Thursday, September 21, 2006

Victorian echoes - 3 September 2006

Today it was the “Victorian Heritage Trail” we followed out of Aberdeen, heading for Dundee.

This trail marks a number of places that Queen Victoria visited. We passed through attractive villages made prosperous when Vicky chose to re-model the castle at Balmoral. Cambus O'May suspension bridge

We knew that Balmoral was not open but didn't realise why until watching TV at breakfast: the Queen was in residence at Balmoral, and Tony Blair was visiting. Had we known that earlier, we could have left Aberdeen in time to join them at the local church at 11-30 a.m.

Mar LodgeWe also discovered we missed the local, Braemar, Highland Games by one day. However, we did get to visit Mar Lodge, a hunting lodge built by Queen Victoria's grand- daughter, which is only open to the public 3 days per year. It was amazing, what a beautiful spot to come for a holiday. Oh dear, oh deerThe ballroom is festooned with nearly 2500 stags heads hunting trophies.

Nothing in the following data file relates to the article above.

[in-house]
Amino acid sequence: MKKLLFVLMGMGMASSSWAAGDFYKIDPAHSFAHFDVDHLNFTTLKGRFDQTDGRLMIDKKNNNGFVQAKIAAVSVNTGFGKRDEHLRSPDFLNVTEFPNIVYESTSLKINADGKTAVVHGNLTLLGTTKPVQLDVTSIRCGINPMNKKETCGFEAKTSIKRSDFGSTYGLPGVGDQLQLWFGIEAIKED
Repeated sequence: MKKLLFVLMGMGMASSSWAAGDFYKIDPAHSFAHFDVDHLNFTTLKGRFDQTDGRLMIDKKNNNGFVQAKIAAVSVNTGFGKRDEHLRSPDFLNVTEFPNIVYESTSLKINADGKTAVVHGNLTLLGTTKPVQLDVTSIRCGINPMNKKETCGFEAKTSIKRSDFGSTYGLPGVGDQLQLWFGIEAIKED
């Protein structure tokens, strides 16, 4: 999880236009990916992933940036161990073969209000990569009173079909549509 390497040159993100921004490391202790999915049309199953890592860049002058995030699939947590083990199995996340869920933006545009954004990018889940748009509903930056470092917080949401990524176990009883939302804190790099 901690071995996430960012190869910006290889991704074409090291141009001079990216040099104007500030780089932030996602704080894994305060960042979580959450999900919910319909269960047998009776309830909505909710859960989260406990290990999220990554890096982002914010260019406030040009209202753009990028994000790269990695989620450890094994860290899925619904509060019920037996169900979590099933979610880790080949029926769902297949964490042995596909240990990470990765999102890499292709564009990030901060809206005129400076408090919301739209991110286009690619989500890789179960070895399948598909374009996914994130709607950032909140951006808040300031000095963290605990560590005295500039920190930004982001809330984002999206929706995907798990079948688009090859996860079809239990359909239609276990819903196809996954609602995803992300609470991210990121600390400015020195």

Linn of DeeNearby, over the Linn of Dee cataract, is a bridge, the foundation stone of which was laid by Queen Victoria, another beautiful place.

En route, we stopped at the railway station that used to be at the end of the line, in the little town of Ballater. This had a waiting room, exclusively for Victoria's use. It has been preserved, exactly as it was when she used it. What we could not work out is why Vicky would need a waiting room anyway. Surely when she stepped aboard the train it was time to go and, presumably, she would not have left the castle unless Royal Train was already at Ballater. Looking up the Dee Valley

The intention was that the railway would continue as far as Balmoral but when Vicky indicated that “we are not amused” with the thought of the hordes of Victorian tourists flocking to her holiday retreat, the railway proposal was quickly and quietly dropped.

The world's tallest hedgePredating Vicky by a considerable margin is the Meikleour Hedge, the world’s tallest hedge. It was planted around 1745 by Robert Nairne, who was killed shortly after in the Battle of Culloden. Clearly, be never came home to cut the hedge and it is now over 30m tall.

All in all, the day provided an interesting window on the past.

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